Rebecca Makkai's engrossing new novel, "The Great Believers," is set mostly in Chicago and Paris, and a little bit in rural Wisconsin, but as I read it I kept thinking of London — of an oil painting that's part of the Tate collection. "Bathing," by Duncan Grant, a member of the Bloomsbury group, is a stylized celebration of the muscular male form. Diving into rippling waves, swimming across the water, the men on its canvas inhabit a world of their own. It's thrilling and beautiful to behold.
There's the length of a whole healthy lifespan between the date of that painting, 1911, and the year "The Great Believers" opens, 1985. But Grant's image is how I picture the group of friends and lovers at the center of Makkai's novel, before their utopia crumbled beneath their feet. A stretch of Chicago lakefront is one of this bunch's favorite leisure grounds — a gay hangout that becomes a site of bittersweet memories once the AIDS virus arrives, picking off victims one by one.
As the novel begins, a young artist named Nico has been dead three weeks. His partner, Terrence, isn't welcome at the church funeral Nico's parents are holding, so Terrence, their friends, and Nico's spitfire of a little sister, Fiona, gather for an alternate memorial at their wealthy friend Richard's house. For one of the gang, 31-year-old Yale, this is the first in the epidemic's ghastly spate of deaths to claim someone so close: not merely an acquaintance but a beloved friend.
The memorial is defiantly festive, because that's what Nico demanded. But in its unofficial status, it's emblematic all the same of a time when mainstream culture shrouded AIDS and homosexuality in secrecy and shame — when same-sex partners were routinely left off lists of survivors in obituaries, and deaths from the virus were publicly attributed to some other cause.
If "The Great Believers" were set solely in that moment, when outraged activists organized frantically as the clock ticked down and people died gruesomely around them, it might be unbearably heavy reading.
But Makkai ("The Hundred-Year House") is savvier than that, emotionally and literarily. She plaits two strands of her story: one about Yale and the others in Chicago in the '80s and early '90s; another that takes a plane to Paris with Fiona in 2015, when she is 51 and desperate to track down her grown daughter, Claire.
Mothering and mourning are twin themes in this novel, and Fiona personifies them. After Nico is booted from their suburban home at 15 for being gay, she plays Wendy to him and the other lost boys who are his friends in Chicago. She and Nico both think of her as his substitute mother, though he is several years her senior. When he dies, and so many others follow, she never really recovers. She carries that trauma with her, in a kind of perpetual vigil.
It's the sort of pain that can make a person fearful of fully opening her heart. This may be what wrecked her marriage to a man who loved her, and also what stymied her relationship with Claire, who years ago ran as far from her parents as she could, throwing herself in harm's way. Now Claire seems to be in Paris, the mother of her own little girl. At least that's the clue that Fiona is following, based on a snippet of video she saw online.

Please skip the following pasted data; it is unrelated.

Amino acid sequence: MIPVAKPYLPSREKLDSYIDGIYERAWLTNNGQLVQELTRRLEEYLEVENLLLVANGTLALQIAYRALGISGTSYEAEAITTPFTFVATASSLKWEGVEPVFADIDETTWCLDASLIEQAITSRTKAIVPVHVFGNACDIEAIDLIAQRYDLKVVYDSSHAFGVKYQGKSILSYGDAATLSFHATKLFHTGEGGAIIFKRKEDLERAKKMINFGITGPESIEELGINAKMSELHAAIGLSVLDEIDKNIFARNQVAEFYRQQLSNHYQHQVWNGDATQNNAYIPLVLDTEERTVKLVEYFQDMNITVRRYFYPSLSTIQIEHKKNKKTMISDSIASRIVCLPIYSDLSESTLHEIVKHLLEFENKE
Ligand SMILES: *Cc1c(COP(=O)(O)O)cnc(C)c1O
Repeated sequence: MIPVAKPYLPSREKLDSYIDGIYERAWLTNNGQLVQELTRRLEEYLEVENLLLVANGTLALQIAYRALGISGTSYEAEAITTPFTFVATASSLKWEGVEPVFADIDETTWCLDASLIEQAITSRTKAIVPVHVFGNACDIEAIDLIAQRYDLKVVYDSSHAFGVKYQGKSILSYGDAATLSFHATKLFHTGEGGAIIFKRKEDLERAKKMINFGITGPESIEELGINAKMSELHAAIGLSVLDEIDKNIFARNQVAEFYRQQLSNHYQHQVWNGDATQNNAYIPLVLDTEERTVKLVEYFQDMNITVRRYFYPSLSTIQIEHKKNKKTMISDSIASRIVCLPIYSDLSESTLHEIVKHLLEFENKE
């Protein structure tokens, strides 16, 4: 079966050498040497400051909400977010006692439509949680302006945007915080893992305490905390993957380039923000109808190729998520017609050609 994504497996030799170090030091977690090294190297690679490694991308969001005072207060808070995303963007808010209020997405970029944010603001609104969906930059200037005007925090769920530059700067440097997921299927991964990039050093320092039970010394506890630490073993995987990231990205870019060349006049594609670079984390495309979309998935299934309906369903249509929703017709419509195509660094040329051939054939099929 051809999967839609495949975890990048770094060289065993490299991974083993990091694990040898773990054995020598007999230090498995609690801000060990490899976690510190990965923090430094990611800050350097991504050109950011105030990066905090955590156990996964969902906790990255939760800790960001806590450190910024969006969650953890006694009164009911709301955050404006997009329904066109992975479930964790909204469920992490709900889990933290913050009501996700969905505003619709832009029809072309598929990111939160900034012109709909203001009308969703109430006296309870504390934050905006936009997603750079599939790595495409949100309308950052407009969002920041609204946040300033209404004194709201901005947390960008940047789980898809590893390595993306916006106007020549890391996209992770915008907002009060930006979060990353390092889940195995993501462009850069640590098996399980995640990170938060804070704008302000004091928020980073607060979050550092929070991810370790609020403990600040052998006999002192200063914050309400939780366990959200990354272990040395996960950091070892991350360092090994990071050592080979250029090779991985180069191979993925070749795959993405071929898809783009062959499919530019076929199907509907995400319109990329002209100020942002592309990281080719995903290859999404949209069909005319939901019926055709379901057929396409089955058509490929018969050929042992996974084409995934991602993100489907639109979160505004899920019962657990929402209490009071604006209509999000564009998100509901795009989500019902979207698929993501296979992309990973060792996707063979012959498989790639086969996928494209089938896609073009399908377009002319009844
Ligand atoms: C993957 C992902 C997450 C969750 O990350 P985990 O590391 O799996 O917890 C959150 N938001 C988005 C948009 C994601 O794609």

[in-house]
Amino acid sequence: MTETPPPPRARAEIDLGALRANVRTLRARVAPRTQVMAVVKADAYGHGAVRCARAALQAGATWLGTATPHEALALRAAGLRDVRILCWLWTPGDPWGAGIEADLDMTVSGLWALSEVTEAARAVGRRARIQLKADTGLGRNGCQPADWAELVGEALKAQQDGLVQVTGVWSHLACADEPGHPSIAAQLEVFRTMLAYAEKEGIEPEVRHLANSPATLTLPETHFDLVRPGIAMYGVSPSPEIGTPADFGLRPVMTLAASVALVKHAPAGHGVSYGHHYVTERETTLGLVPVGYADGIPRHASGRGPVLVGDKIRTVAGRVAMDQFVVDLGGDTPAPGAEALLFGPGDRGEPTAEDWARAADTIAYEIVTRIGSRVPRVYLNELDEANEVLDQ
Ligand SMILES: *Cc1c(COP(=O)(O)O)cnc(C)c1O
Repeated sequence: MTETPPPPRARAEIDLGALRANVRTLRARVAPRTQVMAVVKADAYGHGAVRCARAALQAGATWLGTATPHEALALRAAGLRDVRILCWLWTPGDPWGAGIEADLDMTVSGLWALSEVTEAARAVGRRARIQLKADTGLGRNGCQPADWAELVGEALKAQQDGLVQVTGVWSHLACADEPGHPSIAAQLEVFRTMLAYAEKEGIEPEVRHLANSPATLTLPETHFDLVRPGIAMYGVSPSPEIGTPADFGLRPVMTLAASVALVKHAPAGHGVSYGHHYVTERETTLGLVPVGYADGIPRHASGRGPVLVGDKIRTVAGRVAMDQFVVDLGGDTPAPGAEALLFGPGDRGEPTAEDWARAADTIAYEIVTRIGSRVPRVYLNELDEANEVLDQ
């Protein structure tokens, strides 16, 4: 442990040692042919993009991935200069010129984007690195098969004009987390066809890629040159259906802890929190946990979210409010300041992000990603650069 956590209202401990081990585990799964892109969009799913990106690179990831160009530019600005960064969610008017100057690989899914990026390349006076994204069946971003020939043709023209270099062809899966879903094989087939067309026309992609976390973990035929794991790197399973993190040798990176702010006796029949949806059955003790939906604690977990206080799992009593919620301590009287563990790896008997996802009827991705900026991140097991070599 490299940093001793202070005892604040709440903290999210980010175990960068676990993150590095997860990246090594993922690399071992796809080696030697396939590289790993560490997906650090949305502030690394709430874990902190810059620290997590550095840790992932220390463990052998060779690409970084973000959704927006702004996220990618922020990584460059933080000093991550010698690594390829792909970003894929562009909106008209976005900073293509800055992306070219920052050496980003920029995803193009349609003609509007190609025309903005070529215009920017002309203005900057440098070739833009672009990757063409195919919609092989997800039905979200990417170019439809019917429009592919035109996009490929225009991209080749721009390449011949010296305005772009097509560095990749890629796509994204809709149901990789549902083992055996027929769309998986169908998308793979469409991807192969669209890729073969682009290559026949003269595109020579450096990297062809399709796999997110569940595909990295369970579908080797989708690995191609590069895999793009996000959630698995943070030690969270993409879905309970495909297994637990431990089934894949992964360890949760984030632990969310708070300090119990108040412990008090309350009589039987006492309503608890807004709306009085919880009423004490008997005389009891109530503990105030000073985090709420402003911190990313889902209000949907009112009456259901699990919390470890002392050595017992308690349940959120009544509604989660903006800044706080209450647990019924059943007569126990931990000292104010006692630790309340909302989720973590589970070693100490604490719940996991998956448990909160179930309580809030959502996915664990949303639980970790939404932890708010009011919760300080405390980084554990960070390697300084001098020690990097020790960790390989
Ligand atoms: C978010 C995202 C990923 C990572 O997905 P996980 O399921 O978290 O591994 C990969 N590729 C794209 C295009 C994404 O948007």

Fiona isn't the only one of Nico and Yale's old gang who survived into the 21st century, and Makkai deftly employs some vagueness on this score. We know from early on, though, that Richard is still alive — long famous now for the photographs he took in obscurity back then, training his lens on his friends: first exuberant, then withering. In Paris, where he's about to have a big new show at the Centre Pompidou, he lives glamorously on Île Saint-Louis. He will be Fiona's host.
Yale is the book's other principal — a self-doubting romantic long paired with the charismatic, creepily controlling Charlie, whom you may correctly suspect of gaslighting him. Yale, though, is a sweetheart, easy to root for as he closes in on a professional coup for the small university gallery where he works: the acquisition of a valuable collection that belongs to an elderly woman named Nora. Her motive in donating it has to do with stubborn devotion to a dead artist from another lost generation, the men who fought in World War I.
The persistence, unrequitedness, and elusiveness of love suffuse these pages. So does sex — tantalizing, overpowering, elemental, potentially fatal. We feel its danger keenly, particularly for Yale, whose HIV-negative status may have worsened. Watching him tiptoe through this minefield, when hope of survival is so minuscule, we can't help begging: Please, not him.
THE GREAT BELIEVERS
By Rebecca Makkai
Viking, 421 pp., $36
The Boston Globe may earn a portion of sales from products that are purchased through our site as part of our Affiliate Partnerships with retailers.
Laura Collins-Hughes can be reached at firstname.lastname@example.org.